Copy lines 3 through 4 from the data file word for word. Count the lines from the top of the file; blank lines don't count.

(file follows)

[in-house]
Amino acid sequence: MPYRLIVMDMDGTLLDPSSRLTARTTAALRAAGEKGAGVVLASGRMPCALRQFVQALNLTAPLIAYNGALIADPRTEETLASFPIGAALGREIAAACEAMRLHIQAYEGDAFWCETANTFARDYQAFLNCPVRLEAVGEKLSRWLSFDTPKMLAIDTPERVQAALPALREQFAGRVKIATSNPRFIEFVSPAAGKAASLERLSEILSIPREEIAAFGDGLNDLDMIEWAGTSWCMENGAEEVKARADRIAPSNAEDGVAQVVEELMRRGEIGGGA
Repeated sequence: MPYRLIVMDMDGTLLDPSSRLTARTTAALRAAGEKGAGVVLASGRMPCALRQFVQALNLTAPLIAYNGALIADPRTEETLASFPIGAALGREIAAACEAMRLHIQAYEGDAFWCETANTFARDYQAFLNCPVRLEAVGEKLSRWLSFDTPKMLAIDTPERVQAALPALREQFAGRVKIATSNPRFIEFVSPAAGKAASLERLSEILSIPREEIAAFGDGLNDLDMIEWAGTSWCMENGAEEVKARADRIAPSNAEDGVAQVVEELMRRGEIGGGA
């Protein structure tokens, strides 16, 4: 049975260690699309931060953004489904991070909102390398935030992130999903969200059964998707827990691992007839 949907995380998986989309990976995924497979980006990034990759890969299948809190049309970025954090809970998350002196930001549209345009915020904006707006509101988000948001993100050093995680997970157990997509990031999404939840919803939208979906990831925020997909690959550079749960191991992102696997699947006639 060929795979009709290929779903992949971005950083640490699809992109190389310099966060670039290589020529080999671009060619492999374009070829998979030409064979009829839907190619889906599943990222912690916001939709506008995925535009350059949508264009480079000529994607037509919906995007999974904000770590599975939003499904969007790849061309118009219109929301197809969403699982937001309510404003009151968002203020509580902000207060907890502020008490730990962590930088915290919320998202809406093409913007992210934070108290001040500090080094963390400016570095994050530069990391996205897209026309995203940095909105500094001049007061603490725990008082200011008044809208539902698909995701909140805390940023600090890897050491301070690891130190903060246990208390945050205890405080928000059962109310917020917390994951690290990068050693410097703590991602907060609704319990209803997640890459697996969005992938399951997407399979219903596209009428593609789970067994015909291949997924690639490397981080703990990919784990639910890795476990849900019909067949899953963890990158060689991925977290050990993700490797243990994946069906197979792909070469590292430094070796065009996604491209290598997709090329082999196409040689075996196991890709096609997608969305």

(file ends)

Repeated sequence: MPYRLIVMDMDGTLLDPSSRLTARTTAALRAAGEKGAGVVLASGRMPCALRQFVQALNLTAPLIAYNGALIADPRTEETLASFPIGAALGREIAAACEAMRLHIQAYEGDAFWCETANTFARDYQAFLNCPVRLEAVGEKLSRWLSFDTPKMLAIDTPERVQAALPALREQFAGRVKIATSNPRFIEFVSPAAGKAASLERLSEILSIPREEIAAFGDGLNDLDMIEWAGTSWCMENGAEEVKARADRIAPSNAEDGVAQVVEELMRRGEIGGGA
């Protein structure tokens, strides 16, 4: 049975260690699309931060953004489904991070909102390398935030992130999903969200059964998707827990691992007839 949907995380998986989309990976995924497979980006990034990759890969299948809190049309970025954090809970998350002196930001549209345009915020904006707006509101988000948001993100050093995680997970157990997509990031999404939840919803939208979906990831925020997909690959550079749960191991992102696997699947006639 060929795979009709290929779903992949971005950083640490699809992109190389310099966060670039290589020529080999671009060619492999374009070829998979030409064979009829839907190619889906599943990222912690916001939709506008995925535009350059949508264009480079000529994607037509919906995007999974904000770590599975939003499904969007790849061309118009219109929301197809969403699982937001309510404003009151968002203020509580902000207060907890502020008490730990962590930088915290919320998202809406093409913007992210934070108290001040500090080094963390400016570095994050530069990391996205897209026309995203940095909105500094001049007061603490725990008082200011008044809208539902698909995701909140805390940023600090890897050491301070690891130190903060246990208390945050205890405080928000059962109310917020917390994951690290990068050693410097703590991602907060609704319990209803997640890459697996969005992938399951997407399979219903596209009428593609789970067994015909291949997924690639490397981080703990990919784990639910890795476990849900019909067949899953963890990158060689991925977290050990993700490797243990994946069906197979792909070469590292430094070796065009996604491209290598997709090329082999196409040689075996196991890709096609997608969305």